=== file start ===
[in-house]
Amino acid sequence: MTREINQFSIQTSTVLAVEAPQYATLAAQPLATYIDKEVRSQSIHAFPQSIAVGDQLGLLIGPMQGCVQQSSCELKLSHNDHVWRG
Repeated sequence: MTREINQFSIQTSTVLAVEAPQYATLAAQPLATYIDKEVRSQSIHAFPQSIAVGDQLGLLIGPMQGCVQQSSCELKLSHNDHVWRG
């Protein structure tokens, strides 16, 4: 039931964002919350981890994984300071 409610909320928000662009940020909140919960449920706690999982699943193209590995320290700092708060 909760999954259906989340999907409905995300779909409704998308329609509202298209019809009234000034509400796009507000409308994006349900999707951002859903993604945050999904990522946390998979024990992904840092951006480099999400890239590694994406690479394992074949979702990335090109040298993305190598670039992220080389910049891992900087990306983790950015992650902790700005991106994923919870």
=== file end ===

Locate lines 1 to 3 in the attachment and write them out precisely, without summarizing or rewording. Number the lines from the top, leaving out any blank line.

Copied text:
[in-house]
Amino acid sequence: MTREINQFSIQTSTVLAVEAPQYATLAAQPLATYIDKEVRSQSIHAFPQSIAVGDQLGLLIGPMQGCVQQSSCELKLSHNDHVWRG
Repeated sequence: MTREINQFSIQTSTVLAVEAPQYATLAAQPLATYIDKEVRSQSIHAFPQSIAVGDQLGLLIGPMQGCVQQSSCELKLSHNDHVWRG